Daryl Simm, chief executive officer of Omnicom Group’s media operations, overseas roughly $54.4 billion in advertising spending around the globe.
According to The Wall Street Journal, Simm has been advising advertisers such as PepsiCo, Visa, McDonald’s and Apple to move 10% to 25% of their TV dollars to online video.
It’s an exciting prospect. Say clients Omnicom’s agree to this and dedicate just 10 percent of their TV dollars to online video. That’s an infusion of $5.44 billion into online video. Hello!
The amount of quality online video is still an issue, says Simm. And I agree, there is a pressing need for more premium and relevant content.
…I do think we have hit the apex and we are moving into an environment where there is more talent—actors, directors, producers and brands–wanting to enter the online video space. That holds a lot of promise for online video.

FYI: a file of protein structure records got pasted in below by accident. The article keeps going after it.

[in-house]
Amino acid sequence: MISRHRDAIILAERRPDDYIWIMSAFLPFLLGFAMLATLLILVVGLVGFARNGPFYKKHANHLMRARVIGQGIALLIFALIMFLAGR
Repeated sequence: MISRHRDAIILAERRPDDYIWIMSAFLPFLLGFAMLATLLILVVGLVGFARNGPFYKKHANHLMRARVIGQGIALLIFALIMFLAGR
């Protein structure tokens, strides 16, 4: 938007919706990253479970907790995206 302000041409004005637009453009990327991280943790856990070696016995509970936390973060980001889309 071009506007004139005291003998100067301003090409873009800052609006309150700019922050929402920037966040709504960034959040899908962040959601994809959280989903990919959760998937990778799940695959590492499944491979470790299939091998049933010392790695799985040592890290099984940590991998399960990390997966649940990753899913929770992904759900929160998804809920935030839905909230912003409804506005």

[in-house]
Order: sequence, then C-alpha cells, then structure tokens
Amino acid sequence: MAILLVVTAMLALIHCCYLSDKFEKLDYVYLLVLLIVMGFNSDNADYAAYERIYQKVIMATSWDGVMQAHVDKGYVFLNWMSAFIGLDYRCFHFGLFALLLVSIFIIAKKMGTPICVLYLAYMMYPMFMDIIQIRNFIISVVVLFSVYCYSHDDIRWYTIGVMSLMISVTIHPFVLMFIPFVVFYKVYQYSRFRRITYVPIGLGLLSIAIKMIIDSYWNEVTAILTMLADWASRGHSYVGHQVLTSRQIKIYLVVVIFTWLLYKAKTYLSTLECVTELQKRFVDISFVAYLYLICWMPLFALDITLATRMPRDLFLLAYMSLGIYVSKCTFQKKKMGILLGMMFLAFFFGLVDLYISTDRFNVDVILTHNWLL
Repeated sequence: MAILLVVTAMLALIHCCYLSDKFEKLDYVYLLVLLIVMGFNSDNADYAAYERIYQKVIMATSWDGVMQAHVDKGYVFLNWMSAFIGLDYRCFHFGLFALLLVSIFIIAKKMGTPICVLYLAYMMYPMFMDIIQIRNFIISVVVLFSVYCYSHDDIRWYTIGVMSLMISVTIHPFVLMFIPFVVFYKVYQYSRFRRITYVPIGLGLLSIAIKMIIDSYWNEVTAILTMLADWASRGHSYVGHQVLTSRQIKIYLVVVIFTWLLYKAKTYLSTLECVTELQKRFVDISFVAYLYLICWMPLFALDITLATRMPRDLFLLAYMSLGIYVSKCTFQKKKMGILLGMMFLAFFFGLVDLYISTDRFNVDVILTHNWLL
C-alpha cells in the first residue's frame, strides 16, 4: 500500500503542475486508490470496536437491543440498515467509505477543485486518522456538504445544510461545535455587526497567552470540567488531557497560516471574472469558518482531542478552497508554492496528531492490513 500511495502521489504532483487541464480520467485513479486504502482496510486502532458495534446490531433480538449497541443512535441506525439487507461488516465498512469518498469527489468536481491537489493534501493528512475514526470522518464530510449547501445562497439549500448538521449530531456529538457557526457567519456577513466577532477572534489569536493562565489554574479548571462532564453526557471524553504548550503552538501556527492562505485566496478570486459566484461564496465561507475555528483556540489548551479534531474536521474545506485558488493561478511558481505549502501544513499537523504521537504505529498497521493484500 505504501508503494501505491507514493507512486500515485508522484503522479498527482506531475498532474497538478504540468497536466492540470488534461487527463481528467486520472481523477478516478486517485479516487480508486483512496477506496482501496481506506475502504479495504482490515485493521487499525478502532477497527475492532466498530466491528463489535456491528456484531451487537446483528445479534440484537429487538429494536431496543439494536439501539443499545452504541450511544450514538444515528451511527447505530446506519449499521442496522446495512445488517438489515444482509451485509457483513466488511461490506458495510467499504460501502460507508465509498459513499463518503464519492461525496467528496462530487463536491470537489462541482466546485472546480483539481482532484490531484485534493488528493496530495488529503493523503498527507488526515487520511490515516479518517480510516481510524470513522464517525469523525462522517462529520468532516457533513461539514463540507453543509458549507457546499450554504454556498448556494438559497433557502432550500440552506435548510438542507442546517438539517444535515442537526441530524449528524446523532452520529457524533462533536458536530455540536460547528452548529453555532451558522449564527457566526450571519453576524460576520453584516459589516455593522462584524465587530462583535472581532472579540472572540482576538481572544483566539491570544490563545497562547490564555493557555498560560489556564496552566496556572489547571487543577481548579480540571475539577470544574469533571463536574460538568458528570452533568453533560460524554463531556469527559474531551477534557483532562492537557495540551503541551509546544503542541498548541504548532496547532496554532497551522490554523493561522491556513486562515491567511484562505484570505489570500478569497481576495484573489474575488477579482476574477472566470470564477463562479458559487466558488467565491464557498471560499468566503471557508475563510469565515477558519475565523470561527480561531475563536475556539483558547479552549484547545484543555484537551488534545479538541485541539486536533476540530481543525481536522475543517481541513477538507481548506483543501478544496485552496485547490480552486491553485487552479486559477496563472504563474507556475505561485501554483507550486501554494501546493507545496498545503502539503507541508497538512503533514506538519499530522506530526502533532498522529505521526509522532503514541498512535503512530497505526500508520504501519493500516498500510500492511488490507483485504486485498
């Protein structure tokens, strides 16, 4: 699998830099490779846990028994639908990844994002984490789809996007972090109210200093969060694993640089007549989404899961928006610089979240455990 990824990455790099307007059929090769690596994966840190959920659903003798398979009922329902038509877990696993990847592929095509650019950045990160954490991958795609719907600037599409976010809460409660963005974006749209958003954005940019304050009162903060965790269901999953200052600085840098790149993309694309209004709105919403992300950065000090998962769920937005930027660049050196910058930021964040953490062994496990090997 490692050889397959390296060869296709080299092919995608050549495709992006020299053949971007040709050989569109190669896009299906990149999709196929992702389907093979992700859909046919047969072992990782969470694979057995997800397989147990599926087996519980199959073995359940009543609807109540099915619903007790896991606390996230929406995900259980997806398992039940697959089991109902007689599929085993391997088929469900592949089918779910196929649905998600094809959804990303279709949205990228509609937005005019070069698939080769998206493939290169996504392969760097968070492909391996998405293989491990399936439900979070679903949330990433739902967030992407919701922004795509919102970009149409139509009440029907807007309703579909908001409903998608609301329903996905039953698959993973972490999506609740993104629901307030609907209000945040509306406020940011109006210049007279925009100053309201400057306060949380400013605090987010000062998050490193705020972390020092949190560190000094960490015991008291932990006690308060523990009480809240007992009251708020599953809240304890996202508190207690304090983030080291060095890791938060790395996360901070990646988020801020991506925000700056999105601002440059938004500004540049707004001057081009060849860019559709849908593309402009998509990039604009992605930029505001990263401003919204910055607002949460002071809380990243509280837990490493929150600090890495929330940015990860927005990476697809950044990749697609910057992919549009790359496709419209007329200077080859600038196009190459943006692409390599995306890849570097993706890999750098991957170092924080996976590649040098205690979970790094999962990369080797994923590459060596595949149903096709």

As the creative community looks to answer the call, I am invigorated by the idea of more writers, actors, cinematographers, set builders and so on getting the kind of regular work that can support a family.
Why I am so optimistic about the online video opportunity? Because we’re looking at a massive opportunity to reinvent the soap opera right now.
No, I don’t mean reinvent the melodrama for afternoon viewing, I mean reinvent and reinvigorate brand-sponsored programming.
Let’s observe GoPro’s approach:
Do you see how brands can now own the means of production and the channels where their content is served?
Easy for GoPro, you might say. They make a sexy product with action and adventure built in. What about companies that sell something less adventurous or fun? What kind of online video programming should Ace Hardware provide, or Costco, or Winnebago?
The answers are easy enough to find. Discover what customers’ interests are and how they align with the brand. Once you know that, the programming ideas flow from there.